Koa Forest in Hawaii Now Protected

The Hawaii Department of Land and Natural Resources (DLNR) have recently created the Nakula Natural Area Reserve on Maui’s Haleakala Crater. Hawaii’s 20th natural area reserve, Nakula is a 1,500 acre forest filled with koa trees in the lower elevations and ohia trees in its upper boundaries.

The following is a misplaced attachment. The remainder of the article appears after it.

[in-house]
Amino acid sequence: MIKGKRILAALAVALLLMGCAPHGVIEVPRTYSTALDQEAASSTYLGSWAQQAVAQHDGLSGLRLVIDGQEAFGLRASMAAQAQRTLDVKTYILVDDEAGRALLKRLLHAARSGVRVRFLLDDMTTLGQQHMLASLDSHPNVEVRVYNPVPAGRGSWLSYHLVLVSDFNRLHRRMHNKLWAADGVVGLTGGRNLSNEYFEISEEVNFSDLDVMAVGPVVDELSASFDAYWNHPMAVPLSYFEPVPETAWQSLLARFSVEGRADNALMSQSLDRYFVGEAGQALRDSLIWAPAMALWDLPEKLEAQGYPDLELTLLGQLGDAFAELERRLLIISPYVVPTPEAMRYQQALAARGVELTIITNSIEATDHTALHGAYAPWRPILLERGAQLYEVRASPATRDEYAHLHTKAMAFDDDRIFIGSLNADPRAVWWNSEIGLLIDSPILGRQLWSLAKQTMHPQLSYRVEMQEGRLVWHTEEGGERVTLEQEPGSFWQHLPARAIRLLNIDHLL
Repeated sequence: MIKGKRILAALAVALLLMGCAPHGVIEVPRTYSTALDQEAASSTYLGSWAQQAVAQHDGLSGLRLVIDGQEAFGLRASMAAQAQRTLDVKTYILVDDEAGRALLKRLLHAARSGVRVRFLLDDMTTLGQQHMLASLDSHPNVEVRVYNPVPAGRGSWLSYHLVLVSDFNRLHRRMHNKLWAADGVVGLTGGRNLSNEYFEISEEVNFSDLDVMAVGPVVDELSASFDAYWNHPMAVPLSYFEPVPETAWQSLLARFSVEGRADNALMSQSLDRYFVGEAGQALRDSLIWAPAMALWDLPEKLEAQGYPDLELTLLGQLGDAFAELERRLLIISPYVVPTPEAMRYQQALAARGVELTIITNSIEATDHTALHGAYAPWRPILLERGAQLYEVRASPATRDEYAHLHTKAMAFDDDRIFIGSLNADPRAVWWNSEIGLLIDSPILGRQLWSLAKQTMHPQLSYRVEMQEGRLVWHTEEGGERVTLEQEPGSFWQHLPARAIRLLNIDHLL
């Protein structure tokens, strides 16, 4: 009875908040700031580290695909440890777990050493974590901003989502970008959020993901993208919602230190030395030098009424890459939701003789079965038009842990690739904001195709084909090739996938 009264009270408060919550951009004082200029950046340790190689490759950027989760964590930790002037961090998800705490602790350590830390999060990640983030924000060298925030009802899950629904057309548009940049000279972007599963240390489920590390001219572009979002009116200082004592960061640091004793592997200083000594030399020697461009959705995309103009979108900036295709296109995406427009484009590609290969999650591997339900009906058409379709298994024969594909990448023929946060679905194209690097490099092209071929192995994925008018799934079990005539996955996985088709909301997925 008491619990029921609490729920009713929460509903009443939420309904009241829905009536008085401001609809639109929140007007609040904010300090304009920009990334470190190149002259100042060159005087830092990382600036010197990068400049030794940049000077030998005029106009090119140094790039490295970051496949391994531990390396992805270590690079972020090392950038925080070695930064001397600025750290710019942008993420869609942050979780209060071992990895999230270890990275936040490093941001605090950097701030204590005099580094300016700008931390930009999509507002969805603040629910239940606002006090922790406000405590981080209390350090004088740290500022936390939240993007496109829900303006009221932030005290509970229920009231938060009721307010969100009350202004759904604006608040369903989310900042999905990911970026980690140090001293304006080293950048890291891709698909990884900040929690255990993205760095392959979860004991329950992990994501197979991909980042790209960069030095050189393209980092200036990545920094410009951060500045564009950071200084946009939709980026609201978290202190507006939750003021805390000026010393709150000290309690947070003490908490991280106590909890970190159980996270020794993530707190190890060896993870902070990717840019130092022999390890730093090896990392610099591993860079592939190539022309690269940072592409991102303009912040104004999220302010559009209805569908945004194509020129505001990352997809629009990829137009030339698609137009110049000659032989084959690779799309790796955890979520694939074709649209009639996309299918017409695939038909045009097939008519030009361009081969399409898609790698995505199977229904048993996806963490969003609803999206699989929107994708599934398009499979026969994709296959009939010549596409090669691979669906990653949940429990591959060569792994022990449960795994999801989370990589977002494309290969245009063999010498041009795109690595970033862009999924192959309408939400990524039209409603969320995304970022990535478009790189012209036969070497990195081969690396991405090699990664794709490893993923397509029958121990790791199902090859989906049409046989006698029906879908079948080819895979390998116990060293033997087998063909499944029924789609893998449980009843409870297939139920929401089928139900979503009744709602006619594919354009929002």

Nakula is the 5th reserve on Maui, joining ‘Ahihi Kina’u, Kanaio, Hanawi and West Maui. The State of Hawaii owned forest is the remnant of a 40,000 acre forest that has been decimated by cattle ranching and logging. At just 5 percent of its original size, this unique eco-system is home to 20 species of rare plants along with two endangered birds, the Hawaiian hoary bat and the Blackburn’s sphinx moth. Both the koa and ohia trees were important natural and cultural resources to the Native Hawaiians. Koa is the most valuable endemic wood and is by far the priciest wood in Hawaii. The DLNR’s initial work will focus on preventing further forest degradation by fencing the area to keep out pigs, goat and deer. They also plan to add a trail plan to promote hiking and eco-tours within the area. Discover Hawaii Tours operates the Road to Hana tour that winds around the incredible Haleakala Crater daily.

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